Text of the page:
Oldest Evidence Yet of Wine in the Americas?

Oldest Evidence Yet of Wine in the Americas?

Contributed By Collin Dreizen

Ceramic shards from a Puerto Rican island draw a clearer picture of wine during the early stages of European colonization
Puerto Rico's tiny, unpopulated Isla de Mona may have hosted the
Western Hemisphere's first wine tasting—on land, at least.
(David S. Holloway/Getty Images)
How long has the Western Hemisphere had wine? As we discovered in 2020, that hasn’t been an easy question to answer. But new research from a U.K.–based team is helping clear things up. Their paper, published in Archaeological and Anthropological Sciences in May, indicates there was grape wine in the Caribbean during the earliest stages of European colonization.

“We set out to simply illuminate a poorly understood aspect of culinary history,” Cranfield University’s Dr. Lisa Briggs, one of the paper’s co-authors, explained to Wine Spectator via email. “How did the two very different traditions of food and beverage found in Indigenous Caribbean communities and European seafarers change, adapt or converge during the period of early contact?” To that end, the team analyzed centuries-old ceramic shards—26 Indigenous, 14 European—from Puerto Rico’s Isla de Mona. (Uninhabited today, the small island was a pirate hideaway in the 17th century.)

Building off earlier tests, molecular testing revealed a few possibilities about the local menu: People on Isla de Mona might have roasted fish with a barbacoa-like technique; they may have been major cassava farmers; and someone, somewhere on that island, was sipping wine. “After early European settlements suffered starvation as a result of a failure to adapt to local culinary practices, the colonists adopted local customs,” said Briggs. “But one thing they held onto was their wine.”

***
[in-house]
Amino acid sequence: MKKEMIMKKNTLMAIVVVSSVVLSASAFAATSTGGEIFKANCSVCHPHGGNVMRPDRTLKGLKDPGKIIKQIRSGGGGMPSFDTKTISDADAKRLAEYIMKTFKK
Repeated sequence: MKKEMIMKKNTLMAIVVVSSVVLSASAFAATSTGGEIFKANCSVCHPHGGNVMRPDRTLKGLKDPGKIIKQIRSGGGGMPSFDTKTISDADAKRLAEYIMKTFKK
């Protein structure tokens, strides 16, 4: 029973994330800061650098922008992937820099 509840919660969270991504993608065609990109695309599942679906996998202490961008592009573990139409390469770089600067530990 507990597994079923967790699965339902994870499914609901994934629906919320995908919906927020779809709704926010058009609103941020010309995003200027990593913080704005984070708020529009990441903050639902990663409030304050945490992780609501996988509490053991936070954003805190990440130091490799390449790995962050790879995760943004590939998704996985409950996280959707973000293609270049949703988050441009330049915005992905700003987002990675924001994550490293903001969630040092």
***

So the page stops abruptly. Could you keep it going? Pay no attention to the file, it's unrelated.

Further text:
Looking at shards of a 16th-century Spanish olive jar (a type of container used to hold more than just olives, mind you), the researchers found residue with a ratio of tartaric and malic acid that indicated the presence of vino. This may make the shards the oldest-known evidence of wine in the Americas. Researchers also found signs of terpene compounds (diterpenoids) likely derived from pine trees, which Europeans once used as an antimicrobial sealant for wine vessels (terpenes are still used in Greece to make retsina).

“We often think of seafarers drinking distilled beverages like rum; here we see early evidence that wine was transported on board some of the first ships that traveled from Europe,” Briggs observed. “This suggests that wine drinking was an important aspect of European culture and was one of the first European traditions to be brought to the Americas.”

We don’t know yet what type of wine was in the jar (aka Sample No. 175). Briggs and the team say the wine was likely made in Europe using Vitis vinifera grapes. Adding a bit more context, the jar was found at what may have been a religious site. “If [this was] Communion wine required for Catholic religious rights, perhaps maintaining a supply of wine was made a priority on long voyages,” said Briggs. Still, as with many mysteries in the world of wine archaeology, we will have to wait for more answers. Per Briggs, “Many more olive jars were found on the island, which are waiting to be analyzed.”

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